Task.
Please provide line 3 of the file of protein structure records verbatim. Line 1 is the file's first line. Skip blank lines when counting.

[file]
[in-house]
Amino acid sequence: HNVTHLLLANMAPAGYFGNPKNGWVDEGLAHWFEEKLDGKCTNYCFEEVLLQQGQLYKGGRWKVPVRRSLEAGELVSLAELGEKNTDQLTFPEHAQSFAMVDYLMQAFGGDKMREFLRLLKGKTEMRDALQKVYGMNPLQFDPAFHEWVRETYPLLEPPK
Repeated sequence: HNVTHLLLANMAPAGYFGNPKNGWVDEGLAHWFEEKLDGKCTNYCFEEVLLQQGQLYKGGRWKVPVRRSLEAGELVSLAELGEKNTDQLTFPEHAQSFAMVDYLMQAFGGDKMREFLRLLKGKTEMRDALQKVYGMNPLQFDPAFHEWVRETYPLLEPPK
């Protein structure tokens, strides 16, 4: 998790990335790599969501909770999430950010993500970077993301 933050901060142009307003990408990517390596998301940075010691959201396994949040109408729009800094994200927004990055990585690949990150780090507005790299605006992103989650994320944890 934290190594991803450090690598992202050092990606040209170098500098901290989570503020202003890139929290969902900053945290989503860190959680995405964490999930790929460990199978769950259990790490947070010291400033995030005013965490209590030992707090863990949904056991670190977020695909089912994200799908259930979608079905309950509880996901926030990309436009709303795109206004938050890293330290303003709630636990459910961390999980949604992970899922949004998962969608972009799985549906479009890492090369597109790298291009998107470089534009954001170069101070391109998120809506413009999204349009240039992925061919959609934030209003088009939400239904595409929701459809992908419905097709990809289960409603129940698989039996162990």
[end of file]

Repeated sequence: HNVTHLLLANMAPAGYFGNPKNGWVDEGLAHWFEEKLDGKCTNYCFEEVLLQQGQLYKGGRWKVPVRRSLEAGELVSLAELGEKNTDQLTFPEHAQSFAMVDYLMQAFGGDKMREFLRLLKGKTEMRDALQKVYGMNPLQFDPAFHEWVRETYPLLEPPK